I have been having a number of one-on-one conversations/emails with investors in the past few days, highlighting my views on markets and how there’s been a "negative creep" into my global market view, making me somewhat more cautious near term.
Overall, and for the medium/longer term, I remain quite positive on global growth and on the global infrastructure build-up that I’ve written/talked about for well over a year. But some of the recent geopolitical developments are clearly representing headwinds, and in some cases, might even become "gale force" winds to slow or reverse any equity rally.
Among the most concerning issues is the heightened level of risk in the Middle East and North Africa which raises the chances of some form of oil supply disruption, or at the least, a continuation of the spike in oil prices that we’re experiencing.
There’s also the "supply chain" effect of Japan’s recent calamity that is already impacting production cycles of manufacturers that rely on Japan for products, parts and services. While that’s likely to be a short term phenomenon, nonetheless, crippling the third largest economy on the planet is unquestionably a near term negative for earnings and stock valuations.
Here’s another little fly in the ointment that has raised concern. With regard to the eurozone, the market has almost assumed that all bad news quickly goes away and that the EU and IMF will put up whatever funds are needed to solve Europe’s financial mess. I have essentially held a view pretty close to that. But of late, the rise of non-center parties (read: far right of center, such as True Finns in usually centrist Finland and Le Pen’s National Front in France) are posing yet another major risk to the whole Euro bailout program. This Reuters article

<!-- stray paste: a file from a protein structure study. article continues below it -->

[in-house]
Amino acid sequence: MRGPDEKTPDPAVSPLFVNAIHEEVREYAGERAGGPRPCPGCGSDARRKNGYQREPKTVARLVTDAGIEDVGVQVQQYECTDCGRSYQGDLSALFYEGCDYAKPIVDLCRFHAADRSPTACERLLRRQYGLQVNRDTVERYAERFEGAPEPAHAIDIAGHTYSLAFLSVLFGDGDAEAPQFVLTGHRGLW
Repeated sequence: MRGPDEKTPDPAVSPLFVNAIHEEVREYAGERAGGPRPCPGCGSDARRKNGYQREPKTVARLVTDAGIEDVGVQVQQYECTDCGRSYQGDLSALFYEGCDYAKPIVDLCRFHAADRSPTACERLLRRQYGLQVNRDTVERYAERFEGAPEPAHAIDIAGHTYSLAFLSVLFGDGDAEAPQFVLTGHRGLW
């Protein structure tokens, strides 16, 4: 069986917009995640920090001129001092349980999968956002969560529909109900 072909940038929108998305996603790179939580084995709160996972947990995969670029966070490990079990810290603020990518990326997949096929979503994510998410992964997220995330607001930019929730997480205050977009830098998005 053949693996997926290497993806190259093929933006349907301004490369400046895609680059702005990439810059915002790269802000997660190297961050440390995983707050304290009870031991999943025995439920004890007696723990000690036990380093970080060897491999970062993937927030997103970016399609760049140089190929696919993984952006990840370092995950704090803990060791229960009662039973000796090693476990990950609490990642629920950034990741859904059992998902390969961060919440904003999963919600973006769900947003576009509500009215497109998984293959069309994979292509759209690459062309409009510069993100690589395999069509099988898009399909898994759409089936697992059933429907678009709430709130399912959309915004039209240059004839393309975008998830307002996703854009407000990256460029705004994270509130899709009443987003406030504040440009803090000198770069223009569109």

focuses on the True Finn situation, but overall the message in Europe is that the fiscal austerity is going to be severe, and the demographics of the unemployment numbers are far more heavily weighted to youth over age. So the risks are growing for more public protests and election outcomes that challenge the EU bailout mechanisms, namely, the ESFS or the longer term permanent ESM. That could surprise market participants who thought that all a country has to do in Europe is cry “bailout” and the money just flows in.
Finally, market confidence seems out of whack, overly complacent ... bad jobless claims, bad durables even ex Transportation, awful housing numbers for both new and existing, oil at $105-plus, and several companies already providing very sober guidance after which their stocks got hammered (Walgreen (NYSE:WAG
), Nike (NYSE:NKE
), Paychex (NASDAQ:PAYX
), Cree (NASDAQ:CREE
)) ... and yet the market is up strong!
These are all red flags, or at least yellow.
For now, I’m riding the market’s optimism, but find myself in a position quite contrary to the “buy on dips” mode that has prevailed for much of the past year. It may be time to look to consider lightening up into strength.
(Please note: This article is solely meant to be thought provoking and is not in any way meant to be personal investment advice. Each investor is obligated to opine and decide for themselves as to the appropriateness of anything said in this article to their unique financial profile, risk tolerances and portfolio goals).
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